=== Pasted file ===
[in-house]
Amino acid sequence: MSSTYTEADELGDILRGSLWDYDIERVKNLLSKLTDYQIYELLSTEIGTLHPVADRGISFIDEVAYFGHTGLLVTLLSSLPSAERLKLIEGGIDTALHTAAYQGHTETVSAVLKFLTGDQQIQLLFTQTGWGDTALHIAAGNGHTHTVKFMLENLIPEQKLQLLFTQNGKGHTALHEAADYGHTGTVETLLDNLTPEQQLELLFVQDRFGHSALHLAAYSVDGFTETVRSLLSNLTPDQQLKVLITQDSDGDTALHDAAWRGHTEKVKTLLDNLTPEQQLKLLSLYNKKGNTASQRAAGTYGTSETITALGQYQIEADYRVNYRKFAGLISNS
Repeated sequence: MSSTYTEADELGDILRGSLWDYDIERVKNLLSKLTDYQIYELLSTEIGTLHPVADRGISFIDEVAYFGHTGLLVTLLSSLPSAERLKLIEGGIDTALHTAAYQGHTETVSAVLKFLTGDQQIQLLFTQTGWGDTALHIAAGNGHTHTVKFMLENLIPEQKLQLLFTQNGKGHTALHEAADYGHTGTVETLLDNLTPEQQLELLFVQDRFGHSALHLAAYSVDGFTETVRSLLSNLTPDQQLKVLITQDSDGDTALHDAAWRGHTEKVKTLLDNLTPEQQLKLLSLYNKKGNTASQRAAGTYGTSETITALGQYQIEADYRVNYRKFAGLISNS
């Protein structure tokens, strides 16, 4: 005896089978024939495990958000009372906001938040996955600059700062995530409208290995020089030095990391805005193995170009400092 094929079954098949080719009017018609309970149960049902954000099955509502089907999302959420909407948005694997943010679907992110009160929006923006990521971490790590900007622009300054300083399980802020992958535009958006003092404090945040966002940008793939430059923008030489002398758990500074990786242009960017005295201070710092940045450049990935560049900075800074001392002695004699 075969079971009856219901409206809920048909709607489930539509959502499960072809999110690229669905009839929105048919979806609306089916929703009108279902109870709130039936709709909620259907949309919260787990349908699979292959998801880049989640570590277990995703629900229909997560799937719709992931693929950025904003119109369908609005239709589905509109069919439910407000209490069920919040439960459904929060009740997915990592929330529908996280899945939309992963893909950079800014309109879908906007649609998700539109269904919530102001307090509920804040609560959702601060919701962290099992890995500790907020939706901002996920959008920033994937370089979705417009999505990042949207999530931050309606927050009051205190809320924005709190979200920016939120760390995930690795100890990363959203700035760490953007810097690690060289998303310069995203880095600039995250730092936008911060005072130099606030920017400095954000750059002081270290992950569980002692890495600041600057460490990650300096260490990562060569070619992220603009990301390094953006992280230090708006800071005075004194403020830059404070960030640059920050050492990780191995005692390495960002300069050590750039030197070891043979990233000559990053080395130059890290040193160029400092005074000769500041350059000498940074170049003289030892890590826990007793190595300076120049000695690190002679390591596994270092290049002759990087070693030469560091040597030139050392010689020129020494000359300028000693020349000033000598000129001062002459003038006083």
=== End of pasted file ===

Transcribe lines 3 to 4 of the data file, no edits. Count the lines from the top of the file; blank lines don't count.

Repeated sequence: MSSTYTEADELGDILRGSLWDYDIERVKNLLSKLTDYQIYELLSTEIGTLHPVADRGISFIDEVAYFGHTGLLVTLLSSLPSAERLKLIEGGIDTALHTAAYQGHTETVSAVLKFLTGDQQIQLLFTQTGWGDTALHIAAGNGHTHTVKFMLENLIPEQKLQLLFTQNGKGHTALHEAADYGHTGTVETLLDNLTPEQQLELLFVQDRFGHSALHLAAYSVDGFTETVRSLLSNLTPDQQLKVLITQDSDGDTALHDAAWRGHTEKVKTLLDNLTPEQQLKLLSLYNKKGNTASQRAAGTYGTSETITALGQYQIEADYRVNYRKFAGLISNS
């Protein structure tokens, strides 16, 4: 005896089978024939495990958000009372906001938040996955600059700062995530409208290995020089030095990391805005193995170009400092 094929079954098949080719009017018609309970149960049902954000099955509502089907999302959420909407948005694997943010679907992110009160929006923006990521971490790590900007622009300054300083399980802020992958535009958006003092404090945040966002940008793939430059923008030489002398758990500074990786242009960017005295201070710092940045450049990935560049900075800074001392002695004699 075969079971009856219901409206809920048909709607489930539509959502499960072809999110690229669905009839929105048919979806609306089916929703009108279902109870709130039936709709909620259907949309919260787990349908699979292959998801880049989640570590277990995703629900229909997560799937719709992931693929950025904003119109369908609005239709589905509109069919439910407000209490069920919040439960459904929060009740997915990592929330529908996280899945939309992963893909950079800014309109879908906007649609998700539109269904919530102001307090509920804040609560959702601060919701962290099992890995500790907020939706901002996920959008920033994937370089979705417009999505990042949207999530931050309606927050009051205190809320924005709190979200920016939120760390995930690795100890990363959203700035760490953007810097690690060289998303310069995203880095600039995250730092936008911060005072130099606030920017400095954000750059002081270290992950569980002692890495600041600057460490990650300096260490990562060569070619992220603009990301390094953006992280230090708006800071005075004194403020830059404070960030640059920050050492990780191995005692390495960002300069050590750039030197070891043979990233000559990053080395130059890290040193160029400092005074000769500041350059000498940074170049003289030892890590826990007793190595300076120049000695690190002679390591596994270092290049002759990087070693030469560091040597030139050392010689020129020494000359300028000693020349000033000598000129001062002459003038006083």